Students who have not received final grades from both readers and submitted their thesis electronically by May 1 will be considered “thesis pending” and will receive a grade of “Incomplete” for the thesis. Students who are “thesis pending” will not be allowed to participate in the Commencement ceremony and will not receive the M.P.H. degree until all requirements are complete.

Students who are “thesis pending” are given one year to complete the thesis without penalty. During this time, students in “thesis pending” status must be registered for continuous study each term of the regular academic year until the thesis requirement has been completed (except in the case of approved Leave of Absence). Students may not register for regular course work while on continuous study status. Students are permitted to be on continuous study for a maximum of two terms. The fee for continuous study is $650 per term for the 2018–2019 academic year. Students registered for continuous study are not eligible for financial aid.

At the end of the one-year period, the grade of “Incomplete” will be changed to a grade of “F” if the thesis has not been submitted. The student will then be required to register for the thesis course and pay the per course unit tuition charge ($4,475 per course unit) in order to submit the completed thesis. All M.P.H. degree requirements including the thesis must be completed within five years of the student’s date of matriculation.

Publication Guidelines

The thesis may be published independently. It also may be published under joint or multiple authorship if advisers or agency personnel have contributed significantly to the final product. Significance is interpreted to mean contributions such as expanding theory or techniques of analysis in ways beyond the usual role of an adviser. Supplying the database does not entitle the supplier to authorship. When students work on sponsored research, the thesis adviser and the student should sign a letter of agreement on funding, use of database or materials, deadlines, publication rights, and authorship before work on the thesis begins.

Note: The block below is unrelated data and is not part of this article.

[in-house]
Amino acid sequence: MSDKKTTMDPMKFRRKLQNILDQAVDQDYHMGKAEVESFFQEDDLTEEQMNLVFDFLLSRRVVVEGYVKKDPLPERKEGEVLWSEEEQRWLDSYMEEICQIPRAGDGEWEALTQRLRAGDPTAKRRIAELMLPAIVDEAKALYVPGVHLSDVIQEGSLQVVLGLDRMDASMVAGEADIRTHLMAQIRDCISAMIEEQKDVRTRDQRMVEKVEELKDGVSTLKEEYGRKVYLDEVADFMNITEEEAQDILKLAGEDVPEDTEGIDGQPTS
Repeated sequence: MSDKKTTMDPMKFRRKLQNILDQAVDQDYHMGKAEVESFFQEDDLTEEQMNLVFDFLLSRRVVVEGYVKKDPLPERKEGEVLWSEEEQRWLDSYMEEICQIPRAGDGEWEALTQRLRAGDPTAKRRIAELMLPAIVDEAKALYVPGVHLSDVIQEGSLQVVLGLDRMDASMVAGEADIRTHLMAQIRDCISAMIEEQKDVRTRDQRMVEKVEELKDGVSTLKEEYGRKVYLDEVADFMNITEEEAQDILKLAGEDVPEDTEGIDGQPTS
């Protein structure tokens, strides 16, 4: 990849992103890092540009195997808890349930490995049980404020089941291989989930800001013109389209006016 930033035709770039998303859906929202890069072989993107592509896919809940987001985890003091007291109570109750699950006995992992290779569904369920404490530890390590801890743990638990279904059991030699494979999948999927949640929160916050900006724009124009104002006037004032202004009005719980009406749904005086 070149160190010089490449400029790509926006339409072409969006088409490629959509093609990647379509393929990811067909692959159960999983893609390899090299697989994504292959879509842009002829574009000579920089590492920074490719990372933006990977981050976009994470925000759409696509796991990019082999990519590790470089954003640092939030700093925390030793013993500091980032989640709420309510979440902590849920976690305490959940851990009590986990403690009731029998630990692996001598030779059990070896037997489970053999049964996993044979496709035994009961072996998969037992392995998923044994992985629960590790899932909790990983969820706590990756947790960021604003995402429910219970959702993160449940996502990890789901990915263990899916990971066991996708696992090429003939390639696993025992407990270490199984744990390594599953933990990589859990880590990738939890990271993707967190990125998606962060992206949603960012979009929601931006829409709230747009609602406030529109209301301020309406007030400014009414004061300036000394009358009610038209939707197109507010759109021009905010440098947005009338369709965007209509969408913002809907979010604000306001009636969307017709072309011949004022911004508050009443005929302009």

Publication Process for the M.P.H. Thesis

The following are publication guidelines that are intended to avoid miscommunication and differential expectations of authorship between students and thesis advisers.

  1. When the prospectus is submitted, thesis advisers will discuss publication with students, including desire for publication, description of the publication process, possible venues, authors, determination of authorship order, and logistics.
  2. If the thesis adviser provides the data, then the adviser should create a written publication/data sharing agreement. The agreement should be signed by both the adviser and the student before work on the thesis is started. The agreement should include at the minimum:

    Process for order of authorship

    Timeline for publication and process if timeline is not met

    Process and expectations of revisions

  3. If the thesis adviser does not provide the data, then the thesis adviser should work with the student to draft a similar document to be completed and signed by the student and the primary data source. Guidelines should be consistent with any established policies of the primary data source. This should be done whether or not the thesis adviser is included as an author on the publication.
  4. In general, if the manuscript has not been submitted for publication within a year after graduation, the thesis adviser will have the right to prepare the manuscript for publication.